UNCC Professor Studies How Bee Colonies Select Mates for Queens

Newsobserver. com    By Lisa Thornton    February 22, 2015 

UNC Charlotte Professor Stan Schneider bred both high-quality (large-size) and low quality (small-size) drones, and then introduced them into his colonies for observation. (Courtesy Stan Schneider)

A peek into the bedrooms of queen honeybees might one day lead to lower grocery bills.

In learning ways to keep nature's best pollinators in abundance, scientists have begun studying more intimately the nature of bees' relationships with one another, including how they choose their mates. What they discover might help keep the insects' counts from dropping drastically, a problem that would lead to lower quality and quantities of the foods they pollinate - and also to higher prices.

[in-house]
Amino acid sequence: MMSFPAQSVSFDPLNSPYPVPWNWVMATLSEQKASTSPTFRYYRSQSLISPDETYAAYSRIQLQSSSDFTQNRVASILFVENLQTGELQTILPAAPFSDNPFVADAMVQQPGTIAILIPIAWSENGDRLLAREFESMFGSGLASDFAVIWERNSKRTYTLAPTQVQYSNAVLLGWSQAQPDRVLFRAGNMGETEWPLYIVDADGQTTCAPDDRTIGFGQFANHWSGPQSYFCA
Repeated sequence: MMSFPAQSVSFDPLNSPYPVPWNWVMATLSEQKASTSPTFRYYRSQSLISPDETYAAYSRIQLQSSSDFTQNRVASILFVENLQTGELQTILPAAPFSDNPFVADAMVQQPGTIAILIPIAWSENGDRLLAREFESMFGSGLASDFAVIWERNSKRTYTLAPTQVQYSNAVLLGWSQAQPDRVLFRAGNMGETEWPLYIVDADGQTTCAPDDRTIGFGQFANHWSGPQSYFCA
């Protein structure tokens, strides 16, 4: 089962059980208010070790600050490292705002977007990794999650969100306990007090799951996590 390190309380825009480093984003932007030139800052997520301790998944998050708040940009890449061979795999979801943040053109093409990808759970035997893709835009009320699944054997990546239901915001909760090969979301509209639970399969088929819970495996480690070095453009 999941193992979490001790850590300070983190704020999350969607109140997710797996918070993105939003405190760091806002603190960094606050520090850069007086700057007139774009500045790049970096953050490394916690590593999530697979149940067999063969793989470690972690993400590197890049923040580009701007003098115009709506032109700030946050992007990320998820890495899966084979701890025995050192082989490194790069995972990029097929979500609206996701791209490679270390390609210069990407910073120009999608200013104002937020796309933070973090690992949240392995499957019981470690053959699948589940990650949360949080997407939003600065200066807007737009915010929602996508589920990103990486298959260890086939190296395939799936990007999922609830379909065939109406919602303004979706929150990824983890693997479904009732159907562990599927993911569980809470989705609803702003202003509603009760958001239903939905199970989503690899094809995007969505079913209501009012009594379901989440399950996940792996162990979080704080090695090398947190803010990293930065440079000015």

"We won't starve if honeybees disappear because we'll have wind-pollinated grains, but the variety of our diet and the healthiness of our diet would be negatively impacted, and food would become much more expensive," said UNC Charlotte professor Stan Schneider, an animal behaviorist who specializes in honeybee communication.

The honeycomb suite

Schneider's laboratory, a series of glass-encased hives containing more than 12,000 honeybees, has become the buzz for research on how bees choose who will create their future generations.

It's not as simple as two star-crossed honeybees locking glances across a crowded honeycomb. It's more of a...